EuroIntervention 2023;18:1244-1253. DOI: 10.4244/EIJ-D-22-00654
Background: Potent P2Y12 inhibitors such as ticagrelor and prasugrel are superior to clopidogrel in acute coronary syndrome (ACS) patients treated with percutaneous coronary intervention (PCI). Whether this benefit extends to a patient population with chronic coronary syndromes (CCS) is unclear.
Aims: We sought to compare the safety and efficacy of prasugrel and ticagrelor versus clopidogrel in patients undergoing PCI for CCS.
Methods: Consecutive patients undergoing PCI for CCS at a tertiary centre between 2014 and 2019 who were discharged on prasugrel or ticagrelor were compared with those on clopidogrel. The primary endpoint was the composite of death and myocardial infarction (MI), with secondary outcomes including rates of bleeding, stroke, and target vessel revascularisation at 1 year.
Results: Overall, 11,508 patients were included in the study (ticagrelor/prasugrel n=2,860 [24.9%], clopidogrel n=8,648 [75.1%]) with an increasing frequency of potent P2Y12 inhibitor use over the study period (ptrend<0.001). Clopidogrel was used more frequently in patients with multimorbid risk factors, whereas anatomical or procedural complexity was associated with ticagrelor/prasugrel use (left main PCI, bifurcation PCI, number of lesions, rotational atherectomy). No difference in the incidence of death or MI was noted across the groups (ticagrelor/prasugrel vs clopidogrel: 2.7% vs 3.1%, adjusted hazard ratio [adjHR] 0.86, 95% confidence interval [CI]: 0.62-1.17; p=0.33) or secondary outcomes including bleeding (adjHR 0.75, 95% CI: 0.46-1.21; p=0.23) on propensity score stratification analysis. Additionally, no difference in the primary outcome was observed across subgroups, including those undergoing complex PCI.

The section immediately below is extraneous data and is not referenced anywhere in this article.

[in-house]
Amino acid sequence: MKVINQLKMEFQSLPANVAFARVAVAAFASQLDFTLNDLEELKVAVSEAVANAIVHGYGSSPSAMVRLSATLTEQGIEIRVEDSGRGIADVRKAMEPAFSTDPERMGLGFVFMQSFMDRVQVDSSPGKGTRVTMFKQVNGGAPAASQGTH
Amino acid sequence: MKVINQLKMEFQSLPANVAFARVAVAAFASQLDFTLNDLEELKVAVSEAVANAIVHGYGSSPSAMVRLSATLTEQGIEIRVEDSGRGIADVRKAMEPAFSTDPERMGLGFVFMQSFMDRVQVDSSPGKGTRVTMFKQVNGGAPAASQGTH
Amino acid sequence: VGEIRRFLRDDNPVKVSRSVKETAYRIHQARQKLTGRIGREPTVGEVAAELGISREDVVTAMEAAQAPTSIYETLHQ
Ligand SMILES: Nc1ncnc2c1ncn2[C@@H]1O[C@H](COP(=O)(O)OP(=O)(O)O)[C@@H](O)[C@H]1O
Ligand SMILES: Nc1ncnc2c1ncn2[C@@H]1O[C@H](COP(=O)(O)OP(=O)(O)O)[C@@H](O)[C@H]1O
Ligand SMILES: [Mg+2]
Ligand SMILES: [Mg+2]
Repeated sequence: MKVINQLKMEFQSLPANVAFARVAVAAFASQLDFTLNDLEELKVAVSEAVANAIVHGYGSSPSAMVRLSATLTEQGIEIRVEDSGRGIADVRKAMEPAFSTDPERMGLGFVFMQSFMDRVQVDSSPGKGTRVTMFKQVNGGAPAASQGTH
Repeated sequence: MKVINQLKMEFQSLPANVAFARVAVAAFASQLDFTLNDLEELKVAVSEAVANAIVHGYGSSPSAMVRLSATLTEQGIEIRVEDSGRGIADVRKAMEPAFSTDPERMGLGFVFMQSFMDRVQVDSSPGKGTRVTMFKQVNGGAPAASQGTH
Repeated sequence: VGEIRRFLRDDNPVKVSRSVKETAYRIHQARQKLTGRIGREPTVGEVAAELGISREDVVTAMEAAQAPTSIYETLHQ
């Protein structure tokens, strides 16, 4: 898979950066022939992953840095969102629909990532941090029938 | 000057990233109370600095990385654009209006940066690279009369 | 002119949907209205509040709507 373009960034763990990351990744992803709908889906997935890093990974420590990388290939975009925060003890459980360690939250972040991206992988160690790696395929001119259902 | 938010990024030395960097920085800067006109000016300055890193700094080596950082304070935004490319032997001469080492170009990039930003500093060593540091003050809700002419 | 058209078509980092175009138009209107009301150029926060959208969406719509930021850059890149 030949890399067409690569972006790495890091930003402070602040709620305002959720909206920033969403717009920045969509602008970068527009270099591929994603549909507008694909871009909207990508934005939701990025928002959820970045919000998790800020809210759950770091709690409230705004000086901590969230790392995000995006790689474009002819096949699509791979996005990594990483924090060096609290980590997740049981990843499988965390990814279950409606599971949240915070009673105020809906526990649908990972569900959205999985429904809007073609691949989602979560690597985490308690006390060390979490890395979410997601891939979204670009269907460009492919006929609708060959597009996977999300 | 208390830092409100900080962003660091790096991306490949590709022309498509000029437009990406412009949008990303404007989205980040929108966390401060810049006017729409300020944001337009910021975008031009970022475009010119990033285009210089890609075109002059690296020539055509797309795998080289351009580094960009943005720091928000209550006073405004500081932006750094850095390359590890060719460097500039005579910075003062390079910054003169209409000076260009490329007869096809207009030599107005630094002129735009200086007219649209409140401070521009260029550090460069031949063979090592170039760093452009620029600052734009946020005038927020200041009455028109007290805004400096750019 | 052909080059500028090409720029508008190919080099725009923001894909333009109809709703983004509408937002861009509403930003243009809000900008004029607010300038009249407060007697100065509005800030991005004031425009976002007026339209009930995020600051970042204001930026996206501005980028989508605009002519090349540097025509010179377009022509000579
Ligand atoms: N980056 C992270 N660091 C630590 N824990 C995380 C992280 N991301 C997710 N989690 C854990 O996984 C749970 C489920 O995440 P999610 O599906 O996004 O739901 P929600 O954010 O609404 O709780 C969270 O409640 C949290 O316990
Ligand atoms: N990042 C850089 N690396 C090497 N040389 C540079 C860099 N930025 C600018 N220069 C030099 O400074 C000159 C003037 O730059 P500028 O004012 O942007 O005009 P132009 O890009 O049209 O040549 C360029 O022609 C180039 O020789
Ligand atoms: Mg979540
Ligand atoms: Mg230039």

Conclusions: Ticagrelor and prasugrel are increasingly used in patients with CCS undergoing PCI with similar 1-year efficacy and safety when compared to clopidogrel. Whether use of these agents can be beneficial in patients undergoing PCI for CCS with a high thrombotic and low bleeding risk warrants further study.
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